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Nick_NP
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Here's a picture of what I'm trying to do...

The idea is to overlay an image on the background in such a way that this image stays fixed relative to the main column, which is centered.

This can be done in quite a few ways but I'm looking to do it using background images, cutting my overlay into 4 areas then positioning them top-left/bottom-left/etc... This is because the width of the main column is to be around 750px, ie: the most you can get away with for users using 800x600, and I want to fill some of the empty space for users using higher resolutions without giving their browser an excuse to display the dreaded horizontal scrollbar.

Can this be done in pure CSS???

Tables are tools of evil, please help me before I revert to them!!!!!![/url]

drhowarddrfine
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Layout challenge : Does CSS hold all the answers?

I'm walking out the door so I can't show you how but I have to comment about questions like these. ANYTHING that can be done in tables can be done using CSS. It is the nature of the beast! It's what it is supposed to do. CSS is what creates the look of a page. Tables are not designed to create the looks of a page.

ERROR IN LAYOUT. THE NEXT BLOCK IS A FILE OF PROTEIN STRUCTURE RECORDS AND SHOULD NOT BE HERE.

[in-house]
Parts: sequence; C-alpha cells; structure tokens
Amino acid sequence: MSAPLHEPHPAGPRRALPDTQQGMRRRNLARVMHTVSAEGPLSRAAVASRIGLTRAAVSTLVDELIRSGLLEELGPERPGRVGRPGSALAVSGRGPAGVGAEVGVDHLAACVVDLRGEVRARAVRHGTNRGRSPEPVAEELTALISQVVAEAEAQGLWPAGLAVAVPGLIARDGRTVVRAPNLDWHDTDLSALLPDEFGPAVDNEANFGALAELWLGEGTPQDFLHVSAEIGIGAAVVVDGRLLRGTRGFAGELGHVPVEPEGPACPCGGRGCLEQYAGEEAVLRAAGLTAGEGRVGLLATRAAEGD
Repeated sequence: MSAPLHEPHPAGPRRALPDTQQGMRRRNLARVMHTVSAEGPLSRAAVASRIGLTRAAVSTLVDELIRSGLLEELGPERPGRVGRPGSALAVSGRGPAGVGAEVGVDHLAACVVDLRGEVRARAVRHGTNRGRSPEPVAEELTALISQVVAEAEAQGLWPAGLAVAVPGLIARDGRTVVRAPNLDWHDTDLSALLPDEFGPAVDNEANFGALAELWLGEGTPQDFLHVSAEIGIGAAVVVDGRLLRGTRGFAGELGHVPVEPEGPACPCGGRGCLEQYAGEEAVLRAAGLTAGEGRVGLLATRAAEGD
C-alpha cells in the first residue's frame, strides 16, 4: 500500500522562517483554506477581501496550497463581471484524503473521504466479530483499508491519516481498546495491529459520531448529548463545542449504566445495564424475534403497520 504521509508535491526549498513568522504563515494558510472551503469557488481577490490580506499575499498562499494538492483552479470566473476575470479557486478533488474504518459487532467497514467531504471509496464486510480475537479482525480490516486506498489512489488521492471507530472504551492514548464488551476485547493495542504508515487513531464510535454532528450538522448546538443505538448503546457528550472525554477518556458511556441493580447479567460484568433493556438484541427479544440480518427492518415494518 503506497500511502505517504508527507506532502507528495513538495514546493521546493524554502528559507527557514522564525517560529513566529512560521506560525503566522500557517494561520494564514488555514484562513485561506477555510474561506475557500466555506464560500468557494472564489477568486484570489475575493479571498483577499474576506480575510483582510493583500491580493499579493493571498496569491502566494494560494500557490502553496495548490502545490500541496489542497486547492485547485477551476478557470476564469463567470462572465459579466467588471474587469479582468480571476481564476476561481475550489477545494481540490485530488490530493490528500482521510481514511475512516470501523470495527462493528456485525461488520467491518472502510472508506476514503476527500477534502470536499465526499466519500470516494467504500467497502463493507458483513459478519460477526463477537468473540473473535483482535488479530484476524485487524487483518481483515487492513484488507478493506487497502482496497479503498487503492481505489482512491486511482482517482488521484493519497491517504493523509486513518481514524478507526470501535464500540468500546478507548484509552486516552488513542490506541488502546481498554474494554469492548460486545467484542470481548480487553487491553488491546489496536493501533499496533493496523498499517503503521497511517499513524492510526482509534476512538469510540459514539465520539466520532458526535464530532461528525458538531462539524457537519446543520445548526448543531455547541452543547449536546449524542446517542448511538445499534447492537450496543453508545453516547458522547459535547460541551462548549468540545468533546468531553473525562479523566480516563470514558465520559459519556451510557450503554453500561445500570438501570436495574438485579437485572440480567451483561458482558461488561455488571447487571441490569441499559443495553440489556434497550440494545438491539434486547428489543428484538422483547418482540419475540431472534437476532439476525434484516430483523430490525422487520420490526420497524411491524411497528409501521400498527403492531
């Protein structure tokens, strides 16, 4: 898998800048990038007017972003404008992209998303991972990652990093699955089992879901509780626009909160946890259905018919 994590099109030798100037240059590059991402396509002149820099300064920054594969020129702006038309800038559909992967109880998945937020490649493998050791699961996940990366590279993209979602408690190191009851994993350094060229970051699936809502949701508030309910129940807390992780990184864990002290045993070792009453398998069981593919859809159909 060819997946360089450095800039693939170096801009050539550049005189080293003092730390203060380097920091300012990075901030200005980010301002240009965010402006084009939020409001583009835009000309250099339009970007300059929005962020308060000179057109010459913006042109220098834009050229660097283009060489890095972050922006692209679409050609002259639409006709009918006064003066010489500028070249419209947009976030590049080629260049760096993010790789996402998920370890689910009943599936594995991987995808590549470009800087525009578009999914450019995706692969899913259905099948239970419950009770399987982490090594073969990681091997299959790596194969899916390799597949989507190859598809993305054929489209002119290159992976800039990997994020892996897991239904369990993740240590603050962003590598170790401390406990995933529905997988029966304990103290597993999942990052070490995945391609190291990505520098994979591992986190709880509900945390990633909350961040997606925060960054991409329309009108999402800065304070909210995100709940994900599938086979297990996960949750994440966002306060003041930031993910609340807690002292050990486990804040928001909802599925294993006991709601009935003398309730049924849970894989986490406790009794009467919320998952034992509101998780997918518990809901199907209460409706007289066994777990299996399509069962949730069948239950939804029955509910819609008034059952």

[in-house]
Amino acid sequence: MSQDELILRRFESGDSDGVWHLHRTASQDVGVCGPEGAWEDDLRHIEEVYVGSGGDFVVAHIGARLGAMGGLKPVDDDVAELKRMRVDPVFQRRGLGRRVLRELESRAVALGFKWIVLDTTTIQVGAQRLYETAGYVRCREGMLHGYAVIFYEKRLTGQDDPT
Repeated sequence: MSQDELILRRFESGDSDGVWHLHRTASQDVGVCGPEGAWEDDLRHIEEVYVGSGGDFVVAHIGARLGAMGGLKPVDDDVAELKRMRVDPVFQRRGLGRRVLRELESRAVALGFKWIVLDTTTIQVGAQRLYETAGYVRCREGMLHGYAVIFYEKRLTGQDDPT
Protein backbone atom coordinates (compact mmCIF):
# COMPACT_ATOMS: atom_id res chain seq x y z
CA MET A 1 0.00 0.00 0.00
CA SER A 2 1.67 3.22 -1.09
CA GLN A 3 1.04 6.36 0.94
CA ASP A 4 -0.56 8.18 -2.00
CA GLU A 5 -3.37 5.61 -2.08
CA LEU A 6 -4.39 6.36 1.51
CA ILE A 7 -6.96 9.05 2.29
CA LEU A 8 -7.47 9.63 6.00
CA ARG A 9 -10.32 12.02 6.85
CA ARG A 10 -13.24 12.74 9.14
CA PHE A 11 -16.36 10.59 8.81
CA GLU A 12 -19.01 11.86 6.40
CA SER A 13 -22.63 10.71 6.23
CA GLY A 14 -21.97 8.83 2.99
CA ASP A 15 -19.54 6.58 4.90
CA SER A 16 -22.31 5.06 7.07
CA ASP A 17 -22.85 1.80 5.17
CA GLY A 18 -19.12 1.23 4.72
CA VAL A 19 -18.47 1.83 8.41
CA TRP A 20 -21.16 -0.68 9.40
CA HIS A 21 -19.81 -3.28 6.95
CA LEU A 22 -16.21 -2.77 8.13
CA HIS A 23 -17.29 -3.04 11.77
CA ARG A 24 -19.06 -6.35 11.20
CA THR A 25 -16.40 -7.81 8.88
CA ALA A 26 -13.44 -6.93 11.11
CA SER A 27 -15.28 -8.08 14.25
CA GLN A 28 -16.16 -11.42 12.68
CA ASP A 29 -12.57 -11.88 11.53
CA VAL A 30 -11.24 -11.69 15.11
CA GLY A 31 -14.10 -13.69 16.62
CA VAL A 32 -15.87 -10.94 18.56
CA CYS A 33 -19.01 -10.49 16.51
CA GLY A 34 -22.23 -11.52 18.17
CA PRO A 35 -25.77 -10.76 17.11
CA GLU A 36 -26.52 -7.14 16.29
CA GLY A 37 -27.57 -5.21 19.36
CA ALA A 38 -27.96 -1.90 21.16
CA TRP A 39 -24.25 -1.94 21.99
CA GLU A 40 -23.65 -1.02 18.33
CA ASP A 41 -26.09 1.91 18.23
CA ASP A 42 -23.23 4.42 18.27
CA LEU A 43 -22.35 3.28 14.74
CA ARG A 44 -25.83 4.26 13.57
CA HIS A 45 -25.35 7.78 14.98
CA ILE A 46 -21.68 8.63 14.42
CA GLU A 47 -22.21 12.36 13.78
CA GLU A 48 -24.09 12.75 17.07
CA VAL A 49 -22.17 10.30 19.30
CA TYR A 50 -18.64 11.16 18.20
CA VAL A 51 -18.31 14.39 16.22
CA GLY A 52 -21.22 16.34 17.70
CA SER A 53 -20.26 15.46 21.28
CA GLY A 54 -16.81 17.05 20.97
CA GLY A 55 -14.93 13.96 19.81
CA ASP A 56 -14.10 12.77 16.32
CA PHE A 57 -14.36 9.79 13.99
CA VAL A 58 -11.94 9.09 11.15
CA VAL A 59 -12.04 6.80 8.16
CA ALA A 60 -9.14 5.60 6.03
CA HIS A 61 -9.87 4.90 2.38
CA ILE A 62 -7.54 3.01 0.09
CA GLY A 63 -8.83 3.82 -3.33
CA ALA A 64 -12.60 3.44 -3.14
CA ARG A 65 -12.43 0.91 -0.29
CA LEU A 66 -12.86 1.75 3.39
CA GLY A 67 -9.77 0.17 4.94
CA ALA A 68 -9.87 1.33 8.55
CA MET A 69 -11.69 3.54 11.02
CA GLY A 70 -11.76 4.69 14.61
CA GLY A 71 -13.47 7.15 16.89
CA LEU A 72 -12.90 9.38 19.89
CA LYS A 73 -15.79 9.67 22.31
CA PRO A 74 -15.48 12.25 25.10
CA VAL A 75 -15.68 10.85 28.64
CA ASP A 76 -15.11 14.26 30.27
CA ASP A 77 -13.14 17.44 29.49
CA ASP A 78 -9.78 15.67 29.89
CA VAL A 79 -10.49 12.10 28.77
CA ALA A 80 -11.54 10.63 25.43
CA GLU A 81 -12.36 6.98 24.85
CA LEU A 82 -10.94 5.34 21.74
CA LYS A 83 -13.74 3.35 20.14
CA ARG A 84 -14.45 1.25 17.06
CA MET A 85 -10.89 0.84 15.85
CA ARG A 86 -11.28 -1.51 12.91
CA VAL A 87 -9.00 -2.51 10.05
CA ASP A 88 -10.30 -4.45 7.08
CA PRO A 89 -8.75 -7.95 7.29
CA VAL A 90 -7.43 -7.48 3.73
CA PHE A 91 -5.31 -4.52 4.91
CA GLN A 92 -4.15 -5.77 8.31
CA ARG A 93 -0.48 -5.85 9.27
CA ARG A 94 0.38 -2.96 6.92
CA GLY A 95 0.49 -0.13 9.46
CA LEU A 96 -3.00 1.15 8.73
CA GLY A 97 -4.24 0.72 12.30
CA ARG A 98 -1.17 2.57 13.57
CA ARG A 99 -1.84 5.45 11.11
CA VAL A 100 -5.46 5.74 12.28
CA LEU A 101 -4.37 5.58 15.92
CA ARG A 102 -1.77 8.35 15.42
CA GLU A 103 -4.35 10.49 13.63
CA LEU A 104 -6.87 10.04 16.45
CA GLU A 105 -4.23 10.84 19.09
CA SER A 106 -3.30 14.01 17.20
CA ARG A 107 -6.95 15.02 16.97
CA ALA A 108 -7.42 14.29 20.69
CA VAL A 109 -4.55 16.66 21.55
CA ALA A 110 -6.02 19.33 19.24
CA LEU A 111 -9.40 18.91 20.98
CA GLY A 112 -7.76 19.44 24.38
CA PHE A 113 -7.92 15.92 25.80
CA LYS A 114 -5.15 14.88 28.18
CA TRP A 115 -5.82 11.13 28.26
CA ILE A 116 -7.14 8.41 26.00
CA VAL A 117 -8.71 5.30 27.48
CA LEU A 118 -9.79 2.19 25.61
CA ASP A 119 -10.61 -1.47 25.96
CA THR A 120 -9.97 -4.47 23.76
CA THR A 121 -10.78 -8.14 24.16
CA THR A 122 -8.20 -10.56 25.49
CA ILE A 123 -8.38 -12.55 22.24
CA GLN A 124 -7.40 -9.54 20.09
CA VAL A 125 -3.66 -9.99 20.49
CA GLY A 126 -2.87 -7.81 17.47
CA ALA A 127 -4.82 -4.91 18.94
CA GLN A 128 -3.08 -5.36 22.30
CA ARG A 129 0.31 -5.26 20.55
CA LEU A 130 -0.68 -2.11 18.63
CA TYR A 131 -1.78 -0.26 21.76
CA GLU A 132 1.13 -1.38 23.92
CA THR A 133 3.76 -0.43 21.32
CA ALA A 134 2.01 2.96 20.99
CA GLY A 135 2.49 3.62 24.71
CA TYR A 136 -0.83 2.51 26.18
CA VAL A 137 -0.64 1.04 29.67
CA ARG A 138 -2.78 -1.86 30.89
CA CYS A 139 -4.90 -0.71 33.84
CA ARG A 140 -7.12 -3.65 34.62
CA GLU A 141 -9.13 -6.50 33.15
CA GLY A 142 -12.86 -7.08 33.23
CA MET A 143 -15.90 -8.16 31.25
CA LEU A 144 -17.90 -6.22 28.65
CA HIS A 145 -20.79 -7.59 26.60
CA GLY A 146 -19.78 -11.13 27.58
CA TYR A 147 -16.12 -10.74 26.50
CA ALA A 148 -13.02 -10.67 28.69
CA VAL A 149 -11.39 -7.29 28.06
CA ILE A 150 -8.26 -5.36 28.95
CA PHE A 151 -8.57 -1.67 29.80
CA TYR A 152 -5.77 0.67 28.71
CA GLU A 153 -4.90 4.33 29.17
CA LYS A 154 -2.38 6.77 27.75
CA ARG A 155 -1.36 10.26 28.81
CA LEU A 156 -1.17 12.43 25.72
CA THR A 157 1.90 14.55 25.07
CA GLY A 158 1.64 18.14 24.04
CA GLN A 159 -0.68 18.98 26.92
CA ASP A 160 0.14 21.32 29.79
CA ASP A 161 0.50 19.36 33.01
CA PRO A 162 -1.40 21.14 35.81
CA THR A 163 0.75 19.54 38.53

Now, onto my holiday trip to the country.

IE7 is 10 years behind the standards or wrong.
But it works in IE!
IE is a cancer on the web -- Paul Thurott

Nick_NP
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Layout challenge : Does CSS hold all the answers?

Anything to get you motivated!! Laughing out loud

wolfcry911
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Layout challenge : Does CSS hold all the answers?

If I understand you correctly (and I'm not sure that I do), you want the background image (overlay as you call it) to always be in line with the content left margin (40% out of content and 60% in)? So that if the browser window shrunk to fit just the content the background image would actually be partly off screen - is this correct? If so, the only way I can think to do this is to create an image that is wider than the content. It would need to be 750px wide plus double the amount the image sticks out the left side. You can then place this image in the body background at 50% and it would always be in line with the centered content. There's no reason to cut the image into 4 slices...

Anonymous
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Layout challenge : Does CSS hold all the answers?

You could easily adapt this technique: http://www.meyerweb.com/eric/css/edge/complexspiral/demo.html

I'm not so sure it works in IE/Win though.